To Peckham, where Jess Smyth lives in a house that's as minimal as her music
There’s a guy who lives near Jess Smyth who keeps bringing random shit to her house. She tells me about this when showing me yesterday’s drop – a blue carrier bag full of old Will Young CDs. It’s a story that she casually puts out there and smoothly glides away from, which befits the music she makes as Biig Piig: storytelling hip-hop that’s slow and heavy-lidded, and nonplussed by fussy details. Just as ‘Perdida’ has Smyth gently singing, “I just wanna lay here/ And smoke my cig/ And drink my wine/ And think”, stopping to question who the guy with the Will Young CDs is, or what the hell he’s playing at, is not really important. I’ll ask about it later.
Smyth has lived in Peckham for the last six months, but over the 21 years of her life she’s been prone to big moves – from where she was born in Cork, Ireland, to Marbella, Costa del Sol, back to Kerry and Waterford in Ireland, and then to West London where she became Biig Piig and started rapping as a member of the nine8 collective; a group of young musicians that includes her chief collaborator, producer Macwetha.
For now, the arts scene of Peckham seems to work well for Biig Piig, who at the end of last year put on a show at the local working men’s club and packed it with a bunch of friends and fans who dreamily nodded along to her Big Fan of the Sesh, Vol 1 EP. She tells me there was a completely different feel to her more recent show at the much bigger Village Underground in support of her new EP, A World Without Snooze, Vol 2 – it was leery.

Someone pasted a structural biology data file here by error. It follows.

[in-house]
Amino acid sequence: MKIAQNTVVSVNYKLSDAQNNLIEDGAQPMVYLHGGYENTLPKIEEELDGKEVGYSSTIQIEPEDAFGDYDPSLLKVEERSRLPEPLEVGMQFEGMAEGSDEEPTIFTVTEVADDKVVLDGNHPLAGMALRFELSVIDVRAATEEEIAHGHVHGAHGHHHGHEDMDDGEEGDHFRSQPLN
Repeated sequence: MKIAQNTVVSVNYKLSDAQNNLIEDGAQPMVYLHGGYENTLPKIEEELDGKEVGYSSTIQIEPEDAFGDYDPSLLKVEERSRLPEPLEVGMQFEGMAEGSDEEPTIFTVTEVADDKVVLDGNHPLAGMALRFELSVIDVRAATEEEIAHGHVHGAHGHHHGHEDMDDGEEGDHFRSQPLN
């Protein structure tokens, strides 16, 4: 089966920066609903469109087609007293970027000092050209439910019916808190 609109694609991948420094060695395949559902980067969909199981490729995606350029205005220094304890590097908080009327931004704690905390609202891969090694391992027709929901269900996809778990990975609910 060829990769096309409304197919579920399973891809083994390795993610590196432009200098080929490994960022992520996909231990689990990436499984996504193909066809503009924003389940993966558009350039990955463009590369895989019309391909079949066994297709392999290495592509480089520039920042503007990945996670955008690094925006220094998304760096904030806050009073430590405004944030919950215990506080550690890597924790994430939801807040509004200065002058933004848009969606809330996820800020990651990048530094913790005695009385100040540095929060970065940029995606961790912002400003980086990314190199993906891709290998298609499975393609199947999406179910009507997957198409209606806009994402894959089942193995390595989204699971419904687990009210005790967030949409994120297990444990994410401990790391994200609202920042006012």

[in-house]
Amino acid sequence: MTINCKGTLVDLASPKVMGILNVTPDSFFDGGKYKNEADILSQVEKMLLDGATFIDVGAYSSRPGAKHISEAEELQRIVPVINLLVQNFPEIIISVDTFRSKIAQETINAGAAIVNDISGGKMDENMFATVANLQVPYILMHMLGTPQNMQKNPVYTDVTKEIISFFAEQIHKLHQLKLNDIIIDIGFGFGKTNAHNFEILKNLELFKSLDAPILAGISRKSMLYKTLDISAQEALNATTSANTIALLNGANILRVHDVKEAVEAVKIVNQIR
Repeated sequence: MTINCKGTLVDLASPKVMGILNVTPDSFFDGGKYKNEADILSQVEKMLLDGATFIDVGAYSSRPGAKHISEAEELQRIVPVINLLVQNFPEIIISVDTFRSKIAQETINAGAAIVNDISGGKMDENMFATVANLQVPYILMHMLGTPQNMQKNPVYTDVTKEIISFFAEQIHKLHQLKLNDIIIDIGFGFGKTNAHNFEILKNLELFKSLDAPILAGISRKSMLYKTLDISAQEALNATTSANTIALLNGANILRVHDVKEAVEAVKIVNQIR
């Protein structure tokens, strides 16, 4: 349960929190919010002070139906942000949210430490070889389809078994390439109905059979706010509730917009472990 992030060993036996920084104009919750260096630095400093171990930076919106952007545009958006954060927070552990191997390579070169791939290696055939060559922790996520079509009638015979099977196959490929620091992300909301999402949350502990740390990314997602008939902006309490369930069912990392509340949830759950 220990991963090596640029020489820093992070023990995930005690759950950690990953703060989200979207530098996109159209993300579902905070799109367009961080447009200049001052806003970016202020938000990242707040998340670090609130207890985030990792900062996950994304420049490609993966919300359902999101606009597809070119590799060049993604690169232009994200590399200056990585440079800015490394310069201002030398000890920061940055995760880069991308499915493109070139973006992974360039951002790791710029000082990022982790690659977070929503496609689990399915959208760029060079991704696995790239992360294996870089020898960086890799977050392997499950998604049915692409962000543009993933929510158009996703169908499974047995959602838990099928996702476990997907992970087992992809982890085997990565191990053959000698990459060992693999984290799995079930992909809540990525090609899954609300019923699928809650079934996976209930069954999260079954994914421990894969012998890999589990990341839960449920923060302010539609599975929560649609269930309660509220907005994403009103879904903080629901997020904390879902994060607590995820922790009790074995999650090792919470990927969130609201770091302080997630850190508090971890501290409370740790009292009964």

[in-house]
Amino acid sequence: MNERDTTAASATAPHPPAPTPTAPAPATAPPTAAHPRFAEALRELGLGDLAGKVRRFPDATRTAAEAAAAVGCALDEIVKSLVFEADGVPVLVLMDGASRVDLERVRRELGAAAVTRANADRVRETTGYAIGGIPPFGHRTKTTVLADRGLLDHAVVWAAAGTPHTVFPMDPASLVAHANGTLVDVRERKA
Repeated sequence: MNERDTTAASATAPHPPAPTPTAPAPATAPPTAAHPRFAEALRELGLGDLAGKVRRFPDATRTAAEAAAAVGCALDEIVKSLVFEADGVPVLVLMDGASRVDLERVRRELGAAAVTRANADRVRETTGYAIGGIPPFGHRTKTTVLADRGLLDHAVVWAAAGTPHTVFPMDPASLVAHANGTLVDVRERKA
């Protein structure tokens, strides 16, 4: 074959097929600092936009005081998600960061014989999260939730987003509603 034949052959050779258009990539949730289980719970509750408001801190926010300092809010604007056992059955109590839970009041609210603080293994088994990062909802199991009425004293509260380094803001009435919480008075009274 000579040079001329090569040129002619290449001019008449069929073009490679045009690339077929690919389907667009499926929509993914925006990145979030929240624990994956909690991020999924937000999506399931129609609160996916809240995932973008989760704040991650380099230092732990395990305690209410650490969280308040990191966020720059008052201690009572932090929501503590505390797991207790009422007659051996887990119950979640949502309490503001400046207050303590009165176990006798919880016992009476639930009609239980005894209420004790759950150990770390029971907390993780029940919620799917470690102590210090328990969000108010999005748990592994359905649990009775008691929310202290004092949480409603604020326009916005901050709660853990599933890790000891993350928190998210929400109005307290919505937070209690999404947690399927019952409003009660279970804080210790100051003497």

Smyth’s room – in a house she shares with three friends currently studying graphic design and film – is as minimal as her music is. Her walls are plain but for a couple of film posters, a framed print she found in the street and a makeshift washing line with a few items of clothing pegged to it. While we’re talking she peels the back off of a Rebellion Extinction sticker from the recent climate change protests and slaps it on the wall too. There’s also a painting of Eve by the daughter of a family friend, of which Smyth says it wouldn’t feel like home without, and a small stack of books (“but I’m not a reader”). It’s a calming, clutter-less space, where found items are here and there, and a deck of cards which hark back to Smyth’s previous double life as a late-night poker dealer. She demonstrates her impressive shuffle, reads my tarot cards (also dropped off by her neighbour), and then talks me through her new home and the things in it.